Montreal’s Baraka Books is set to release two books on historical figures. Storming the Oldboys’ Citadel ($24.95 pa., May), by Carla Blank and Tania Martin, tells of the lives and work of Mother Joseph de Sacré-Coeur and Louise Blanchard Bethune, who were among the first practicing female architects in North America. “¢ Ludger MÃ¼llerWille‘s The Franz Boas Enigma ($19.95 pa., March) is about the man considered to be the founder of modern anthropology in North America. “¢ Royal Society of Canada fellow John S. Saul examines South African apartheid, the recent Marikana massacre, and the country’s ongoing “rebellion of the poor” in A Flawed Freedom: Rethinking Southern African Liberation (Between the Lines, $24.95 pa., April).
There’s no question that motherhood is a more multifarious experience than the myth of cooing babies and smiling parents would have us believe. The essays in The M-Word (Goose Lane, $22.95 pa., April), selected by 49th Shelf editor Kerry Clare, reflect the voices of women who have made a conscious decision not to have children, or have had too many children, or not enough. With essays from Saleema Nawaz, Alison Pick, Nancy Jo Cullen, Carrie Snyder, Priscila Uppal, and others, the anthology reflects motherhood “from the other side of the picket fence.” “¢ A Family by Any Other Name: Exploring Queer Relationships (TouchWood Editions, $19.95 pa., April), edited by journalist Bruce Gillespie, is an anthology offering a wide range of perspectives on the evolving definition of the modern family.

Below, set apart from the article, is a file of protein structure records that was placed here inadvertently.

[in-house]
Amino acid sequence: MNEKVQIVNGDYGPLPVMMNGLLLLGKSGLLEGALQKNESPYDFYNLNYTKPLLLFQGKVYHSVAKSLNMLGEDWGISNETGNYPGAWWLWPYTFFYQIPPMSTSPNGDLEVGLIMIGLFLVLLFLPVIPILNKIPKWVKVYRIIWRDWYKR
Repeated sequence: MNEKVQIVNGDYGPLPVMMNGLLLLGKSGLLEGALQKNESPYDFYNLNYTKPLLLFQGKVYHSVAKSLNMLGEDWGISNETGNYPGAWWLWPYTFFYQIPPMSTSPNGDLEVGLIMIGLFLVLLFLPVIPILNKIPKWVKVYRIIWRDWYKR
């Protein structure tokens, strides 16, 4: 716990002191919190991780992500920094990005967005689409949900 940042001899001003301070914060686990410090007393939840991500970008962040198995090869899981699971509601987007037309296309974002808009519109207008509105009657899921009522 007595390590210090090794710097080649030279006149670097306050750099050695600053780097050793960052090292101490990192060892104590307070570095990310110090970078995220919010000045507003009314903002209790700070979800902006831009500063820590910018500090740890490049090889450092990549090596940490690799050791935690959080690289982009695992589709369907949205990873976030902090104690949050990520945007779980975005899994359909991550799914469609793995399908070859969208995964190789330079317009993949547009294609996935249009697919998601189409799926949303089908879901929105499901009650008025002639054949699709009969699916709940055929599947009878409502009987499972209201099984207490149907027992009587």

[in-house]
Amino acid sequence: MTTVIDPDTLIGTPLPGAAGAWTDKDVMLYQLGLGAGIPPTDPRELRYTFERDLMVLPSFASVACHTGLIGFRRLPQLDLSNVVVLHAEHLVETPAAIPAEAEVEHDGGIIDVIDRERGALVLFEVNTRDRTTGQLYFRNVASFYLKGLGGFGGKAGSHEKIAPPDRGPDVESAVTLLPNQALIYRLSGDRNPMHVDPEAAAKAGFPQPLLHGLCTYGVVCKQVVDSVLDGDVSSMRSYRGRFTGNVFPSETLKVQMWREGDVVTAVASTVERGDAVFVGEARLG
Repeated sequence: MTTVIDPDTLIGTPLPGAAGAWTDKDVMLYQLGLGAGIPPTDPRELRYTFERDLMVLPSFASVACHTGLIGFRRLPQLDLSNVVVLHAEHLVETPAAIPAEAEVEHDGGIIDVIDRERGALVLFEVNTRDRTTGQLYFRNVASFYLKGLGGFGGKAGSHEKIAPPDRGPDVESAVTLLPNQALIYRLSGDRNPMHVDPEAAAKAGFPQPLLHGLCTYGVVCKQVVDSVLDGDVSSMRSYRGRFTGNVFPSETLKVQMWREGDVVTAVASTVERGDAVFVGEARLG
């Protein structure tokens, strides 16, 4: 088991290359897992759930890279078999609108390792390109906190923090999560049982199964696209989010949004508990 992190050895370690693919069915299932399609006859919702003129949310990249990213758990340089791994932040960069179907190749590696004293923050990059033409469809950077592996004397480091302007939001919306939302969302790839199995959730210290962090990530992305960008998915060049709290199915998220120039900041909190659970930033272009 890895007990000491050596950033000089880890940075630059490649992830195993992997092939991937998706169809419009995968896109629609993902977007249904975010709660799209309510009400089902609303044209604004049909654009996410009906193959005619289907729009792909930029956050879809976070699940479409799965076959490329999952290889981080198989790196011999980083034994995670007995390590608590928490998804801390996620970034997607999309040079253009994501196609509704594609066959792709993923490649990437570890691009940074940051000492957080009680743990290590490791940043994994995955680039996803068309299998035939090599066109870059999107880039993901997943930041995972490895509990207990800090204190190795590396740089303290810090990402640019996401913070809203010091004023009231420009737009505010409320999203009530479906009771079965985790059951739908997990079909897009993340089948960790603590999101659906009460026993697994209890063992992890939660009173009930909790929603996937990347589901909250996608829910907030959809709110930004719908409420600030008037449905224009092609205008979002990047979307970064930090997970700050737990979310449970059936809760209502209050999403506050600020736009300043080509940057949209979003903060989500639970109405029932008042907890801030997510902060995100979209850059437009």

Ivan E. Coyote and Rae Spoon are both accomplished artists on different fronts: Coyote is the author of eight books, and Spoon is a Polaris Prize”“nominated musician who has released seven solo albums. But in other arenas, the trans artists admit to being “failures.” A collection of essays, lyrics, and black-and-white photos, Gender Failures (Arsenal Pulp Press, $15.95 pa., April) chronicles their journeys from failed attempts at fitting into the gender binary to deciding to opt out altogether. “¢ Trans Activism in Canada: A Reader ($69.95 pa.) is being dubbed the “first publication devoted to discussions about the various forms of trans resistance efforts throughout Canada.” The anthology, due out from Canadian Scholars’ Press Inc. in April, is edited by Dan Irving and Rupert Raj.
Scotiabank Giller Prize winner Esi Edugyan‘s latest book is derived from her 2013 Henry Kreisel Memorial Lecture on the concept of “home” ““ how it changes, and how we in turn are changed by it. Dreaming of Elsewhere ($10.95 pa.) is due out from the University of Alberta Press in March.
Grantland columnist Jonah Keri chronicles the topsy-turvy history of the Montreal Expos, the baseball franchise that moved to Washington a decade ago, in Up, Up and Away: The Kid, the Hawk, Rock, Vladi, Pedro, le Grand Orange, Youppi!, the Crazy Business of Baseball, and the Ill-fated but Unforgettable Montreal Expos (Random House Canada $35 cl., March).
Q&Q‘s spring preview covers books published between Jan. 1 and June 30, 2014. “¢ All information (titles, prices, publication dates, etc.) was supplied by publishers and may have been tentative at Q&Q‘s press time. “¢ Titles that have been listed in previous previews do not appear here.
This feature appeared in the January/February 2o14 issue of Q&Q.